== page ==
Temi O. Siyanbade, TOS Legal – Houston, TX

To the Louisiana State Public Defender Board:

I write to you today to echo both the expressed and unexpressed sentiments of attorneys all over the country urging you to do everything that is in your power to keep the doors of the Lafayette Public Defender’s Office open. The value the Lafayette Office holds to the State of Louisiana and justice system of our country cannot be quantified.

As a Houston private attorney, one may question how I can make such bold and daring statements. Well, I work in a system where I am personally acquainted with what it means to try and provide the constitutionally required level of representation, without the support of a public defenders office. It is practically impossible. Everyday is an uphill battle against a machine I am ill-equipped to face. Luckily, Harris County (the county that is home to Houston) has been making strives to fix that problem with its fairly new Public Defender’s office. What’s surprising to me is that Lafayette is trying to remove what Harris County realized it needed. To chose to remove a public defender’s office and maintain funding for correctional facilities instead of finding ways to protect and equip a group of advocates focused on helping and improving the community is something that I cannot understand.

However, a more important rationale as to why I make such daring statements, is simple: I’ve met the Lafayette Gideon’s Promise attorneys and that is honestly enough.

If you believe that my rationale is shaky or insufficient, I simply ask you—no, I challenge you, to do the same. Test my theory. Meet these exceptional attorneys. Talk to their clients. Hear about the hope they bring and the change they effect on a daily basis. Speak with Thomas Rimmer, Leo Costales, Jane Hogan, Clare Svendson, Jack Talaska, Lili Hangartner, Caitlin Graham, and the rest of the Lafayette office under Paul Marx’s leadership.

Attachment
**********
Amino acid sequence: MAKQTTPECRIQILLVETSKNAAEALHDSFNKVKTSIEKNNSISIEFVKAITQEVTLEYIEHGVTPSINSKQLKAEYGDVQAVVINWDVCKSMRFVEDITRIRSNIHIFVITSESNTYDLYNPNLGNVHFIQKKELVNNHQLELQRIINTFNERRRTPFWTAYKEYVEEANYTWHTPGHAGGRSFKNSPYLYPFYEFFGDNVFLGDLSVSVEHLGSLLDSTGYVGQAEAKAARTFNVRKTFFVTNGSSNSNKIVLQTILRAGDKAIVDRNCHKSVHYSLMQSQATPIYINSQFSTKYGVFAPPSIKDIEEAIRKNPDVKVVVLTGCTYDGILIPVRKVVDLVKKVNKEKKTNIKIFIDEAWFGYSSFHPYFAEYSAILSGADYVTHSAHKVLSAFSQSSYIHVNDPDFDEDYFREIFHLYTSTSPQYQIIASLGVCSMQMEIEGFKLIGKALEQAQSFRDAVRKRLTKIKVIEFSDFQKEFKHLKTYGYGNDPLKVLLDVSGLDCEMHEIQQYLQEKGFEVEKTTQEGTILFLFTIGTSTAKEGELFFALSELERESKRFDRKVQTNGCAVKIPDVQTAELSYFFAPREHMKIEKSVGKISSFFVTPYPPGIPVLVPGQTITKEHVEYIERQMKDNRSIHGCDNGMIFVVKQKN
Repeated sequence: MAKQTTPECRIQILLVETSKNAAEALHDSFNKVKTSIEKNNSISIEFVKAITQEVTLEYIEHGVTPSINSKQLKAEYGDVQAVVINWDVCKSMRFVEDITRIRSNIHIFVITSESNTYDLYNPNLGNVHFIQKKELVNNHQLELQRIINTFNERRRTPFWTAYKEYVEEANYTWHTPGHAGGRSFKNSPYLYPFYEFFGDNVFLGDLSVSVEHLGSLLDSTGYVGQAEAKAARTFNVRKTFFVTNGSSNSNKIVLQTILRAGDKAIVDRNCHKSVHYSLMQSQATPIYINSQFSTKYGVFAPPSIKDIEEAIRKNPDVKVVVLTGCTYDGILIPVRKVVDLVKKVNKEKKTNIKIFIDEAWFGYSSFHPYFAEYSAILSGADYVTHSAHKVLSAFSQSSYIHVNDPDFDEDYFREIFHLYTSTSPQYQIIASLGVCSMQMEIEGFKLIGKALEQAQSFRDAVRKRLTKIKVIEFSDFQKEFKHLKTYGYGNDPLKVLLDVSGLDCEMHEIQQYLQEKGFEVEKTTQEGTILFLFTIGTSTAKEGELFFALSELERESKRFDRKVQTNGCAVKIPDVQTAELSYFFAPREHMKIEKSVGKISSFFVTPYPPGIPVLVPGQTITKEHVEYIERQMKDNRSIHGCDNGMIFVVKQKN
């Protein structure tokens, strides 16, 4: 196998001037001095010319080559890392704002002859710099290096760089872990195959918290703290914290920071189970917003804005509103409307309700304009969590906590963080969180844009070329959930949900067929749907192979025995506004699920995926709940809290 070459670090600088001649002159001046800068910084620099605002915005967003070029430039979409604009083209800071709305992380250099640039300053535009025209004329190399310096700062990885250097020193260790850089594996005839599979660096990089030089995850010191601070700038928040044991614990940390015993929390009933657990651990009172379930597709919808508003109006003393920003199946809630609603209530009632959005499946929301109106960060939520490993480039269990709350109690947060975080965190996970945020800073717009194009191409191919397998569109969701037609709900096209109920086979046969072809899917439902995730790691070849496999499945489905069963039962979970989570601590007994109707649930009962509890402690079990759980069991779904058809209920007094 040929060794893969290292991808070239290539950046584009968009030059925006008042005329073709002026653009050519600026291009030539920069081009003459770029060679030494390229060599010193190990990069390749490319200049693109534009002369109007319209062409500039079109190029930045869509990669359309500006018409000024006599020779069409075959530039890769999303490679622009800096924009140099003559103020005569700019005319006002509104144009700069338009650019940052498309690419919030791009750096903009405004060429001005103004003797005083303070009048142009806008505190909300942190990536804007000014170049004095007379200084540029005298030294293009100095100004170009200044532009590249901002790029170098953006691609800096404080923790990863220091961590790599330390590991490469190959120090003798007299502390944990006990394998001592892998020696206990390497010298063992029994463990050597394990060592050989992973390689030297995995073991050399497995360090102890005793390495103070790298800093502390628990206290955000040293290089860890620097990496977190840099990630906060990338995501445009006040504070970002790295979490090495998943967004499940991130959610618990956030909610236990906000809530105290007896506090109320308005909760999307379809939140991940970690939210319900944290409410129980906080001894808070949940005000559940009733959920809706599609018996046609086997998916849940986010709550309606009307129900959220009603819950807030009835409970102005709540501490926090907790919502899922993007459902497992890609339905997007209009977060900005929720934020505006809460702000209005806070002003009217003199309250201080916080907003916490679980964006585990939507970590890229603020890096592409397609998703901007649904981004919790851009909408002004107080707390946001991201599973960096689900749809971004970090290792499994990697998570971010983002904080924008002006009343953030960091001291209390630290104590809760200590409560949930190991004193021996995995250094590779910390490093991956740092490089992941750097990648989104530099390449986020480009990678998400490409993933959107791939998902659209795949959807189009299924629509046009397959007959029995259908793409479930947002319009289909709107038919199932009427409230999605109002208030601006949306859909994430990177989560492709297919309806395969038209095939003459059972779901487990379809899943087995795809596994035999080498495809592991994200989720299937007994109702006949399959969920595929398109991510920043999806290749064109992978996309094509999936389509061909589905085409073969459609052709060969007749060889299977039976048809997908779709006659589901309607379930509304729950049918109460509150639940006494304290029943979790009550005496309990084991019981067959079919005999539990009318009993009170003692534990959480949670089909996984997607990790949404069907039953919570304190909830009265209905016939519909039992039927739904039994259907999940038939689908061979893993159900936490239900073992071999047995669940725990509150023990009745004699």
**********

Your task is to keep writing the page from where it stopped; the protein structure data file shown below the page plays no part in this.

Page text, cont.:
After speaking with the Lafayette group, reach out to people like me—individuals fighting to have what Lafayette has. What you will find is that the skill, passion, and sheer strength to do this work and fight for the privilege to continue cannot be found anywhere else.

These individuals uphold the constitutionally mandated right to representation and they VALUE it. They write the motions others don’t write. They ask the questions others won’t ask. They love the people, this world won’t love. I was so moved when I read these words from Caitlin Graham, one of the defenders/advocates/heroes, whose fate you hold in your hands:

This work that we do is an act of love. It is the work of love.  The excruciating and uplifting work of love.  The painful and profound work of love.  It is the devastating devotion to a critical truth that lies at the heart of it all – that we are each of us bound by a common chord of humanity, that we are each of us responsible for one another, and that the only thing that lives on is the love, the kindness, and the compassion that we gave.  This work is the conduit by which we convey our love to the world.  And it is not easy.

But if all that is not enough, please consider the message you are sending the poor and the indigent in Lafayette. Your website states things like “serving the public,” and “equal justice for all,” however, what would the destruction of such an integral office say? Please consider what it means to tell the public you serve that we will not pay for people to represent you, but we will pay for cages to confine you. We will not pay to educate you, but we will pay to enslave you. We will not pay to care for you, but we will pay to ensure your demise.

I plead with the rest of our Gideon’s Promise community and all those dedicated to upholding the constitution and protecting the rights of indigent individuals today. Do not participate in the dismantling of years of investments in the form of time, energy, research, money, and skill. Do not let this office close on your watch. If you do, you will lose some of the best gifts Lafayette has ever had.

 

Respectfully,

 

/s/ Temi O. Siyanbade

Temi O. Siyanbade

­

Mailing Address

225 Matlage Way #2483

Sugar Land, TX 77498

Bar Number: 24090393

Phone: 713.300.9204

Email: temi@toslegal.com

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